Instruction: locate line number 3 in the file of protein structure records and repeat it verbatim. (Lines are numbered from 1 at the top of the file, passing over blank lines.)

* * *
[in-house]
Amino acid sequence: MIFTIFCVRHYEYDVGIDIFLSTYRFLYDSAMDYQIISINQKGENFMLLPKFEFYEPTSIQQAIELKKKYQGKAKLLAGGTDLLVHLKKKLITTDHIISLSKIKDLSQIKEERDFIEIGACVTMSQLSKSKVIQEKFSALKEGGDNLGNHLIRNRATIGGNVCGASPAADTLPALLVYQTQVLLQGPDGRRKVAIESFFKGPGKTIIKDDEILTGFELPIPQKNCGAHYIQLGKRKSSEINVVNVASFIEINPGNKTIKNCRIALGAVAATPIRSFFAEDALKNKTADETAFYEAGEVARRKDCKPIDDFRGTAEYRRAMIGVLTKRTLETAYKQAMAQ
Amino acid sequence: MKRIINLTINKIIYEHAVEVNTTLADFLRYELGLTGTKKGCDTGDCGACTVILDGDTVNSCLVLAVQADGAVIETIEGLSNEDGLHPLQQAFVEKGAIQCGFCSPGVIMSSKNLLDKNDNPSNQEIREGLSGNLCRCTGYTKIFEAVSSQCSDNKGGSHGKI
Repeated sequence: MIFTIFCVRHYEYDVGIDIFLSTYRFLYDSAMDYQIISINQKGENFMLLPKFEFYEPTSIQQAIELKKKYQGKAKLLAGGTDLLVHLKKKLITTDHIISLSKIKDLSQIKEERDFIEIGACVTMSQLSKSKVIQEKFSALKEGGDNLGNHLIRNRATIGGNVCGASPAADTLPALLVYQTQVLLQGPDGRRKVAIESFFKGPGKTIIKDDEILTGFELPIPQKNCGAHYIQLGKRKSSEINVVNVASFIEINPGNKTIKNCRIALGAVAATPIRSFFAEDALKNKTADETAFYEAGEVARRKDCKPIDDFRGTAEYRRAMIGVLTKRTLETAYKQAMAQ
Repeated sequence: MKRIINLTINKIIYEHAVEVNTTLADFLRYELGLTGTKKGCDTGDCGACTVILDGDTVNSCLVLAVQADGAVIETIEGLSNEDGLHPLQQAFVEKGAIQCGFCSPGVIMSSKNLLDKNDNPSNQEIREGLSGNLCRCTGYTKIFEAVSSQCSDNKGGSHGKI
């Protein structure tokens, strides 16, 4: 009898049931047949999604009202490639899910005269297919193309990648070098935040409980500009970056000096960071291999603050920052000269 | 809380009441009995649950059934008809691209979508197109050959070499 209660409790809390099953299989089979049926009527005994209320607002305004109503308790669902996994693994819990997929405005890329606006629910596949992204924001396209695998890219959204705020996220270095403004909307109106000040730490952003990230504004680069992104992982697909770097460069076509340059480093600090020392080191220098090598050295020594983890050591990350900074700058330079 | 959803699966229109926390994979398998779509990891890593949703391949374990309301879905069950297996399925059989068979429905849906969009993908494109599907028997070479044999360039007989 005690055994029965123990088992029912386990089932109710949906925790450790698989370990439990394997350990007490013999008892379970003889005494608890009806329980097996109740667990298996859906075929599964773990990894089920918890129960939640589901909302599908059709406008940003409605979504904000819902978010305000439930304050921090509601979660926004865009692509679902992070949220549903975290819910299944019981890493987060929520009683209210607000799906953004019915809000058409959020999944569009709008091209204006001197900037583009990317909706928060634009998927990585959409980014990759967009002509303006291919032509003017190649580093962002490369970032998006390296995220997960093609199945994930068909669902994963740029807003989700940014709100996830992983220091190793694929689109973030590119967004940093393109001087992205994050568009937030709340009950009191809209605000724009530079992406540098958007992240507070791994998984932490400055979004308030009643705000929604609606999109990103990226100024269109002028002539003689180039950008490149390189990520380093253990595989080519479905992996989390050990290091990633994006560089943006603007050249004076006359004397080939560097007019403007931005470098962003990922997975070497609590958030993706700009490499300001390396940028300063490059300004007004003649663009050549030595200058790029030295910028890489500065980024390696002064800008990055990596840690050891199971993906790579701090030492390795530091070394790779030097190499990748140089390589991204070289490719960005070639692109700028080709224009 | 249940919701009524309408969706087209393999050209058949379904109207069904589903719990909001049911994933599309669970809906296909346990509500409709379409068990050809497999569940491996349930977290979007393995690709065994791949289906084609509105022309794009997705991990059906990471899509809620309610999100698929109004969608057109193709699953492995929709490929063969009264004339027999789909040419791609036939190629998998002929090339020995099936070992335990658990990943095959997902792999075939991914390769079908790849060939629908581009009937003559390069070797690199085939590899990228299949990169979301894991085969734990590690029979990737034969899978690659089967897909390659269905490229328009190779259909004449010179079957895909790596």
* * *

Amino acid sequence: MKRIINLTINKIIYEHAVEVNTTLADFLRYELGLTGTKKGCDTGDCGACTVILDGDTVNSCLVLAVQADGAVIETIEGLSNEDGLHPLQQAFVEKGAIQCGFCSPGVIMSSKNLLDKNDNPSNQEIREGLSGNLCRCTGYTKIFEAVSSQCSDNKGGSHGKI